Georgetown University in Washington, D.C. has launched a new course centred on the works of rapper Jay-Z, reports The Nation.
It’s getting a lot of attention, but it’s certainly not the first time that a prestigious university has used hip-hop to help students explore big questions.
Sociology of Hip Hop: Jay-Z has units on “Hustling Hermeneutics” and the “Monster of the Double Entendre.” The course is popular so far, with 140 signed up—about three-times the normal enrollment for a Georgetown seminar.
“Many are white kids—they bring a level of criticism about the culture they have emerged from… because they’ve seen that culture through Jay-Z’s eyes,” course instructor Michael Eric Dyson told The Nation, explaining the course’s popularity among a student body that’s only 6.7 per cent African-American.
Earlier this year, Rapper Bun B co-taught a course called Religion and Hip Hop Culture at Rice University in Texas. Popular panel discussions like one on “Ethics and Hip Hop” attracted stars including Lupe Fiasco, Talib Kweli and Malice (Clipse). That was undoubtedly popular too.
Anthony Pinn, the course’s other co-instructor, explained on the school’s website, why he proposed the course: “African American cultural production has always served as a way to express attention to the ultimate questions of life: Who are we? Why are we? Where are we?… One finds this in likely modes of cultural production like the spirituals, but the same sort of religiously inclined questions are found in the blues. And more recently, [in] a variety of genres of rap music…”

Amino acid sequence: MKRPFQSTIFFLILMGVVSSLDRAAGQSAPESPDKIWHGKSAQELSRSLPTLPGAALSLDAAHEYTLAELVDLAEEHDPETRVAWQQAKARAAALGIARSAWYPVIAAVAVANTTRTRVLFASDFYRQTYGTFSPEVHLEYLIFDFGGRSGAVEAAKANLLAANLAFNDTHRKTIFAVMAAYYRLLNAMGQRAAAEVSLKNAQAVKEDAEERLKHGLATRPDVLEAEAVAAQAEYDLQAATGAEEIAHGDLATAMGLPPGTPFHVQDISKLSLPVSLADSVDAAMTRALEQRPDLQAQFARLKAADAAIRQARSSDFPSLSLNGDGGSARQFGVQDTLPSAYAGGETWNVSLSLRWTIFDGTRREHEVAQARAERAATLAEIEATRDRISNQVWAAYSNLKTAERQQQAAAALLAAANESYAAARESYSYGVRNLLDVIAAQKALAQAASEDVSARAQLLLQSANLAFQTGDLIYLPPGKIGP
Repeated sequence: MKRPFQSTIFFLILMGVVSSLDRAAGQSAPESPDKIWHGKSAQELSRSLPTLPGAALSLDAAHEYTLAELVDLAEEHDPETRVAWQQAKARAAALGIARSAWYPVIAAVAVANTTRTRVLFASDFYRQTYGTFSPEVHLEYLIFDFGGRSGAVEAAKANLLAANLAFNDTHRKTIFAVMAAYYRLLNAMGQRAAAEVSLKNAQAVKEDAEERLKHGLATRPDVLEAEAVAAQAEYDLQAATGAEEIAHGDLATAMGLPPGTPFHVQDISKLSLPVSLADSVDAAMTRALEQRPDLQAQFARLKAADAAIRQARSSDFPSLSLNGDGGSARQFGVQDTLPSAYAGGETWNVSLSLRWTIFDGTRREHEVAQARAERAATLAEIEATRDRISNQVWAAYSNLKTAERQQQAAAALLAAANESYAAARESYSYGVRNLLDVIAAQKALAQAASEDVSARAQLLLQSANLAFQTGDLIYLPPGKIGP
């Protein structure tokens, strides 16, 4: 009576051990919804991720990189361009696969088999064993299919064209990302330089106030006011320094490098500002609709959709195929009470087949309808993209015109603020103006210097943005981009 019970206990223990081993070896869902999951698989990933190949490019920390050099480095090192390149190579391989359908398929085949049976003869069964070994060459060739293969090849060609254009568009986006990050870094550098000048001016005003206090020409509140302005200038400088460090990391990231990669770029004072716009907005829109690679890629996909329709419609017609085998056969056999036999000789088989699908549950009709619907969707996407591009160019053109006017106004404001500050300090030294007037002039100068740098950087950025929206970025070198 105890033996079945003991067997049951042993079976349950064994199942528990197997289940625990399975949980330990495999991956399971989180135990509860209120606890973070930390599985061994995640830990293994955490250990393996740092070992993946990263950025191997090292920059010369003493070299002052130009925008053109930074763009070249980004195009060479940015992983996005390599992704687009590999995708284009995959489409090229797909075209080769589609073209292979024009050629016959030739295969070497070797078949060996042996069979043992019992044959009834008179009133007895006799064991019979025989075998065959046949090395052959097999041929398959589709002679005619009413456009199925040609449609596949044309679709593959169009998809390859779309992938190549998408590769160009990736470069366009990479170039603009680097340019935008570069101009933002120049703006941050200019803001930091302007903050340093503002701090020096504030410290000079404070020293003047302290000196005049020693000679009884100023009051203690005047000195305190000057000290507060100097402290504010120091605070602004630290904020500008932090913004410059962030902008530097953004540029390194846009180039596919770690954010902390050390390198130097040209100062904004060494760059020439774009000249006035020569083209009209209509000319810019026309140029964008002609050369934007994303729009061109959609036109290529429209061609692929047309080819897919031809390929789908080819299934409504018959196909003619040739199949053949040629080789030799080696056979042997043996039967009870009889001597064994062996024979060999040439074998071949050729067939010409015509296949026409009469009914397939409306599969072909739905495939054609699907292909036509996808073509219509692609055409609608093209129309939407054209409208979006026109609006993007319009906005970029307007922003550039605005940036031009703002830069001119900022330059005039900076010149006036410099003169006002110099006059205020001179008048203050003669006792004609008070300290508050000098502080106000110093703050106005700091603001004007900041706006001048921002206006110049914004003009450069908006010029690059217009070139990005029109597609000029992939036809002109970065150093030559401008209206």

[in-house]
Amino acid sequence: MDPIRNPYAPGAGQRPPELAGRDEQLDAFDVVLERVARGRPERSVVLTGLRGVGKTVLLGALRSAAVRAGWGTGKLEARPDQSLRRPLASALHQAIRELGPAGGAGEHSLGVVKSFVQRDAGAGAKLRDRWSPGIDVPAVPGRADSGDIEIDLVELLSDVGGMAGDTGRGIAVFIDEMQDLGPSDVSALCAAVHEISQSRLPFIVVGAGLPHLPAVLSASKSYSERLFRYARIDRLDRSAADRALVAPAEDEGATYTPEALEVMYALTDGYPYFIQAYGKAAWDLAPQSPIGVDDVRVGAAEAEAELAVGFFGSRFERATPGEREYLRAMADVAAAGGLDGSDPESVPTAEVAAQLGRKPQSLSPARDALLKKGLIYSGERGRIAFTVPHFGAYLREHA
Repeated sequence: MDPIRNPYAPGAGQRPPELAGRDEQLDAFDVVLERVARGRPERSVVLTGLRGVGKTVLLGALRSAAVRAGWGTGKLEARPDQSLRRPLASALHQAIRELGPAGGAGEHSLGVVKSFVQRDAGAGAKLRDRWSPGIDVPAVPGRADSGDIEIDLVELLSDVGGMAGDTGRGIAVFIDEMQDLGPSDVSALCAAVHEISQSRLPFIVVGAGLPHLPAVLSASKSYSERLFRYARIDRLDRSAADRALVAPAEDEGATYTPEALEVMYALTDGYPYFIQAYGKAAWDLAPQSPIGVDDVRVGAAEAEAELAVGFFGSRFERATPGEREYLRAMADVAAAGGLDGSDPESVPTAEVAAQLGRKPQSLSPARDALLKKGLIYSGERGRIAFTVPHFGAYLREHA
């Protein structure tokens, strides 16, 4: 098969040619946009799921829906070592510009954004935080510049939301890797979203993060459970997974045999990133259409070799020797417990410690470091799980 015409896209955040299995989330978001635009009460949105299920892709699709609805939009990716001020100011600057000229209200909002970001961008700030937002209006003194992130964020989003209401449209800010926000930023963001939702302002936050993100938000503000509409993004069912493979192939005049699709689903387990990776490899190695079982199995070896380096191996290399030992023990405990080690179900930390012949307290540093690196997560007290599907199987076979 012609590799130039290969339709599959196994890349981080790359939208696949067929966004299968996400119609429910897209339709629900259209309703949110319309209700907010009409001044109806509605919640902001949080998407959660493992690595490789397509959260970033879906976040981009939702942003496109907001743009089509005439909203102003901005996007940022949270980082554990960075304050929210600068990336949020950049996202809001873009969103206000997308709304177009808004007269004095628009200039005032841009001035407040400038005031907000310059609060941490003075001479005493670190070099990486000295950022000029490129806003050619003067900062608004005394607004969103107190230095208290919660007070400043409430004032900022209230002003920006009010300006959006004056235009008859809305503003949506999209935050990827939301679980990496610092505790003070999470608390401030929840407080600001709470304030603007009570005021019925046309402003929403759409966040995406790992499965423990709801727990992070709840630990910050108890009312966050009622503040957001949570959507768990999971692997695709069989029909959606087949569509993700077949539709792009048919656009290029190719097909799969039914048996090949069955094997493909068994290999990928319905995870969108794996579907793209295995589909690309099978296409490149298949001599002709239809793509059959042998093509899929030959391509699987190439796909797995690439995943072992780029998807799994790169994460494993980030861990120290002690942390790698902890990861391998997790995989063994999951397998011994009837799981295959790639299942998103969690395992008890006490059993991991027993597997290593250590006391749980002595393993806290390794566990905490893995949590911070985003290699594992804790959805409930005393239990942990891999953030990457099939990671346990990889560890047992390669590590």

Hip-hop courses exist in Canada too. Concordia University in Montreal offered a fine arts course earlier this year called Hip Hop: Past/Present/Future taught by Yassin Alsalman and Marc Peters. “[Hip-hop is] an amalgam culture spoken the world over that’s created by a vast, diverse group of people from different backgrounds,” Alsalman, a.k.a. MC The Narcicyst, told Concordia.
And the University of Toronto (Scarborough) regularly offers an English course called Rap Poetics with instructor Andrew Dubois. It’s described in the course calendar as “an intensive study of form and rhetoric in rap lyrics. We will consider the quarter-century recorded history of this sub-set of African-American poetry in rough chronological order. We will also look for the pre-history of rap in such traditions as minstrelsy, blues, political speech, comic monologues, and lyric poetry proper.”
In Jay-Z’s 2010 book Decoded, he argued that “hip-hop lyrics—not just my lyrics, but those of every great MC—are poetry if you look at them closely enough.” Academics, it seems, now agree.